I watch the two youngest children sit on a towel spread on the balcony and eat peanut butter with their fingers, dipping it out of the jar, eating bread as an accompaniment, and I laugh. It just seems such an Arab way to eat this new-to-them food!
They are already mostly moved out, and they insist I follow them to the new place so I’ll know where it is. It looks like a much nicer place and even has a playground and a pool. When we get there, their older kids are standing outside, upset. Turns out the oldest just had an altercation. It takes at least 20 minutes for me to figure out what happened, although his English has really improved since I first met him. Someone came up and cursed at him and shoved him down, made clear his issue was racial (he was Hispanic himself), then leapt into a car and drove off. He had the foresight to write down part of the license plate.
I go off and meet the new manager. He is helpful, and encourages me to make a police report so they’ll have a record. In an amazing coincidence, the city was there that morning tagging cars parked illegally and they tagged the same car. He’s able to supply the rest of the license plate. I have a long phone conversation in which I describe the incident and then we all traipse off to see the new place. The boy is very quiet, obviously still very upset.
I am finally about ready to leave when my phone rings and it’s a police woman. We all go down to meet her and describe again what happened. She is brusque and efficient. The manager comes back and it turns out he has figured out who the perpetrator is. A. describes him as 17 or 18, but it turns out he’s only 11, but carrying an adult-sized chip on his shoulder. He not only lives in the same very large complex, but he’s a near neighbour. The manager of the neighbouring complex called police on him today too; she found him wandering around trying doors to see which ones were locked. Sigh.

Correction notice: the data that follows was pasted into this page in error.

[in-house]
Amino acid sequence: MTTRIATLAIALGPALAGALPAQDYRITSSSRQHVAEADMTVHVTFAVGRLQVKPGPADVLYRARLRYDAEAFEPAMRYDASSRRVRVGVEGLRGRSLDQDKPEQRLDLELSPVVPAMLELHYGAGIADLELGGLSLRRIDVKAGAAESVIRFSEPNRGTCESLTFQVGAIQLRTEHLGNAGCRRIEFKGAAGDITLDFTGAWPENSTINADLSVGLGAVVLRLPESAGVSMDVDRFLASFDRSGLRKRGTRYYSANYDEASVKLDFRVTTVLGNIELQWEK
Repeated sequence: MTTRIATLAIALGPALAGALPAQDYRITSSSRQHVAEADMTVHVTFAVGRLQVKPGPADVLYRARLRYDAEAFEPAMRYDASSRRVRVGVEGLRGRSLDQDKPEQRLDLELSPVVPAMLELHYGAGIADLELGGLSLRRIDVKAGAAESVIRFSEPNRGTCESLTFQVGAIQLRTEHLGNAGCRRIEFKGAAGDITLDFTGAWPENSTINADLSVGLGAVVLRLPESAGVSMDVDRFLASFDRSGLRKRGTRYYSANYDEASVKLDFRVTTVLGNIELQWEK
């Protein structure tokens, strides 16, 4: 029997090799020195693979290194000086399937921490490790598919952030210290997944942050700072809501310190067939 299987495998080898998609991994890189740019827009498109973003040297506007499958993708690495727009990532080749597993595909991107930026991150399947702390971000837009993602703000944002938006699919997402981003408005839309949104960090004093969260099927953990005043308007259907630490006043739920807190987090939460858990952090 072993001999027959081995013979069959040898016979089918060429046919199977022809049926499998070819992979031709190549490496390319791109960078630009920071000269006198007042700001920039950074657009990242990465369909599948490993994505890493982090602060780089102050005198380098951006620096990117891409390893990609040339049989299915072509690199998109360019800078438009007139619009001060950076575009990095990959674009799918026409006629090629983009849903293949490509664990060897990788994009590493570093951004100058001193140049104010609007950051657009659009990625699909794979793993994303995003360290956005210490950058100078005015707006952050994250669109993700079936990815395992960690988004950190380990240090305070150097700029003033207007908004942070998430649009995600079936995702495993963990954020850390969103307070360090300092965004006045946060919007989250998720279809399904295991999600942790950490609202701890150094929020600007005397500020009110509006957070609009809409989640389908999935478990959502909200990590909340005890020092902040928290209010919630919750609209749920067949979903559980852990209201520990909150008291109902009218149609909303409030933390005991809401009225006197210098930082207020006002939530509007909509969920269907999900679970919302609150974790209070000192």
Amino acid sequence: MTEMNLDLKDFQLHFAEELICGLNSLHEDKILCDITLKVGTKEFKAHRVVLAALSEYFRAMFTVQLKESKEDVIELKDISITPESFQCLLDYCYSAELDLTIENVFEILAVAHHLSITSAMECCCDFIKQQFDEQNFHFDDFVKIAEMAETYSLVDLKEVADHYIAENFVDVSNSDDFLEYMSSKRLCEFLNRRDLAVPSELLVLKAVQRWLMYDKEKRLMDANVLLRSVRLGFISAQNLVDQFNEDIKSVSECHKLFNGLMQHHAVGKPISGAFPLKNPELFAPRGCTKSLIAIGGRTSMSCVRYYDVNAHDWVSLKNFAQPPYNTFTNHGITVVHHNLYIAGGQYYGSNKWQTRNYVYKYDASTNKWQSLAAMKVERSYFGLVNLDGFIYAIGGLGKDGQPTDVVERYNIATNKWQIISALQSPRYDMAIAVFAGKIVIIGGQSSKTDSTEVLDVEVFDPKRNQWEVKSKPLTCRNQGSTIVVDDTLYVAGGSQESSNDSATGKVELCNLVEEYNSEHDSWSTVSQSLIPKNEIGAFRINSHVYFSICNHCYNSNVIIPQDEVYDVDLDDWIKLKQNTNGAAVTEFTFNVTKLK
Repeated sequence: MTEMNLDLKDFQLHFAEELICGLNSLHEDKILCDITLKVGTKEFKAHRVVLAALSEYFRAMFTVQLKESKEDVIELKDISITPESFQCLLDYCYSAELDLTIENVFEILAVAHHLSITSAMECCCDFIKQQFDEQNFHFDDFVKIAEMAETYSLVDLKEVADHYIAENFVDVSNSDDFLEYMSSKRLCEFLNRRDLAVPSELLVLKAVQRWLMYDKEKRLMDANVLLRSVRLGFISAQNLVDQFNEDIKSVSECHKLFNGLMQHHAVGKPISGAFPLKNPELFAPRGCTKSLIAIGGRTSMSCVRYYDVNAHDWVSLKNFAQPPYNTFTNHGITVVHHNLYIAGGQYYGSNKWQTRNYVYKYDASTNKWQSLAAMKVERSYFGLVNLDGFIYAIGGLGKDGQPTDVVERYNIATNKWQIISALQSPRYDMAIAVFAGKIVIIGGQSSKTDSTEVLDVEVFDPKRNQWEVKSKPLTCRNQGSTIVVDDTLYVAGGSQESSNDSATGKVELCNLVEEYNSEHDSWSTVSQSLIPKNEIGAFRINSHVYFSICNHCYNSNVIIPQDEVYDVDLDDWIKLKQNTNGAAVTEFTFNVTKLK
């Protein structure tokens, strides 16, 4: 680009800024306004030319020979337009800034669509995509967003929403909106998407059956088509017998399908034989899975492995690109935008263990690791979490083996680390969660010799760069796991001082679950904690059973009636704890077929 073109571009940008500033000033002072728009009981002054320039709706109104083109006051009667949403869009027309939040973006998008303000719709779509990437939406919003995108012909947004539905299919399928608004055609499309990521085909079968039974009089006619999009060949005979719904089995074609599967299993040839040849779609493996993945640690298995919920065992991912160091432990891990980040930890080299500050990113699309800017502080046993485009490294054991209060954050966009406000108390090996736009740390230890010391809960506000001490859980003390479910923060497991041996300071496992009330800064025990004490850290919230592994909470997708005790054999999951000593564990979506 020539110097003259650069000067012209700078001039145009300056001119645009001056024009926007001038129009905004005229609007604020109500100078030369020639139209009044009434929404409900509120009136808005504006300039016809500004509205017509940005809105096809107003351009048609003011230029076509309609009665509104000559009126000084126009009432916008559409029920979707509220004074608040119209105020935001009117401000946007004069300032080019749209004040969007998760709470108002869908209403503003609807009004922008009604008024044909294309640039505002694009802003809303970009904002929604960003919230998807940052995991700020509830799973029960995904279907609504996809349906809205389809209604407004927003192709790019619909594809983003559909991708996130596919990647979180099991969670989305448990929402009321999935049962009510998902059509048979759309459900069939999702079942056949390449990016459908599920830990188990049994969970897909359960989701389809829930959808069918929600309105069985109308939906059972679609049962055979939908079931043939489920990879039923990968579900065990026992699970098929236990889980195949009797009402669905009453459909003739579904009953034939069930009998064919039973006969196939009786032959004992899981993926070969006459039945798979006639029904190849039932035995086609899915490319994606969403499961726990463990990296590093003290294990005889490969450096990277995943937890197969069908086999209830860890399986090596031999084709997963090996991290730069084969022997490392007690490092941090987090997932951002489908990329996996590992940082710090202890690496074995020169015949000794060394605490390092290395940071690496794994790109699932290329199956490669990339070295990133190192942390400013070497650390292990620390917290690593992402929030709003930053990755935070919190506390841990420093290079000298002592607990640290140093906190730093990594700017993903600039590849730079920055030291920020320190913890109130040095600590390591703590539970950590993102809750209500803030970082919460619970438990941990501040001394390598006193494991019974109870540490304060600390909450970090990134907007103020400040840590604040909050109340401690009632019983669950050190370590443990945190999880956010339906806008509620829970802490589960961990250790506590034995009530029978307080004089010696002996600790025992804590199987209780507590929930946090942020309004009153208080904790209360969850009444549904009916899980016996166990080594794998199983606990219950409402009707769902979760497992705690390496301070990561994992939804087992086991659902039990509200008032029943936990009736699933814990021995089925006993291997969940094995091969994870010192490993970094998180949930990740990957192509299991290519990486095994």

Since the Souri’s new place is right near Suzi’s apartment, I decide to drop in. I haven’t seen her in over a month. Every time we’ve tried, something has come up. Like many of these refugee families, they have gone to using something called a Magic Jack which is like skype but plugs into an actual phone. Since it uses the computer to make phone calls, it is free, but if the computer is not on it doesn’t work. I call and call but there’s never any answer.
She is thrilled to see me and thanks me profusely for coming over. I keep the visit short but we set up another time to get together soon. She tells me how she’s been and I teach her the word “depressed,” which pretty much sums it up. She tells me her husband has about 30 applications out, and they are both frustrated and worried at his lack of work.
As I’m leaving, I see one of the women from my English class watching me out of her window. I wave and we chat for a minute as curtains stir around the courtyard. My visits are very public.
I’m home with a raging headache in time for a cup of tea. Ilsa needs to be somewhere by 6 so I have to get her fed.
We have another appointment! And on it goes…